According to a study by Israeli researchers, smoking cannabis improves Parkinson’s disease symptoms, including the reduction of pain and increase of patients’ motor functions. The study was published online ahead of print in the European Journal of Pain.
The team, comprised of researchers from Beilinson Hospital and Tel Aviv University, investigated the effects of cannabis use 30 minutes after consumption and again after long-term use on 20 patients diagnosed with the disease. Motor function was assessed using the Unified PD Rating scale by two raters, with one blinded. Pain was evaluated using the Pain Rating Index and the Visual Analogue Scale of the McGill Pain Questionnaire and thermal quantitative sensory testing, which determines sensation thresholds for warm and cold temperatures, was performed on 18 patients.
Cannabis inhalation showed to reduce both pain and decreased motor symptoms after both the 30-minute trial and in the long-term (a median of 14 weeks) in all patients, although two patients were excluded from the long-term results because they consumed the drug via vaporizer rather than combustion.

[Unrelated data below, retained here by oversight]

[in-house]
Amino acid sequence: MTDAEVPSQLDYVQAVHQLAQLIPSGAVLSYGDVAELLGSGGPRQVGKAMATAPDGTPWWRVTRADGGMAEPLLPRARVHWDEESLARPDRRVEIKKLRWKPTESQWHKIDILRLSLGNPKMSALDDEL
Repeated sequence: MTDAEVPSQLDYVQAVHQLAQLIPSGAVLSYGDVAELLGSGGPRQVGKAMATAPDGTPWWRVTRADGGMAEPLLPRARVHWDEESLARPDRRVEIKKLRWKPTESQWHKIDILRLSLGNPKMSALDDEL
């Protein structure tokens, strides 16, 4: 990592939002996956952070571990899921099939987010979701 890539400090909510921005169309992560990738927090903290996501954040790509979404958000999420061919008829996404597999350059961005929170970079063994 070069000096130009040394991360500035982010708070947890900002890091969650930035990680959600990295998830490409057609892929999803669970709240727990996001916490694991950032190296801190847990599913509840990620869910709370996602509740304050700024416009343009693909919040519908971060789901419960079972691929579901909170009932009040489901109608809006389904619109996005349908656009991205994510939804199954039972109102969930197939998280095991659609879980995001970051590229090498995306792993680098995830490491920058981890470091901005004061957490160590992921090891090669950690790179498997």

“Cannabis improved motor scores and pain symptoms in PD patients, together with a dissociate effect on heat and cold pain thresholds,” the authors concluded. “Peripheral and central pathways are probably modulated by cannabis.”
This is the second such study in Israel using cannabis as a therapy for Parkinson’s. A 2014 study published in the journal Clinical Neuropharmacology had similar findings using the same clinical assessment methods and the 30-minute threshold. In addition to decreased tremors, rigidity, slowness of movement and pain, patients reported a significant improvement in sleep.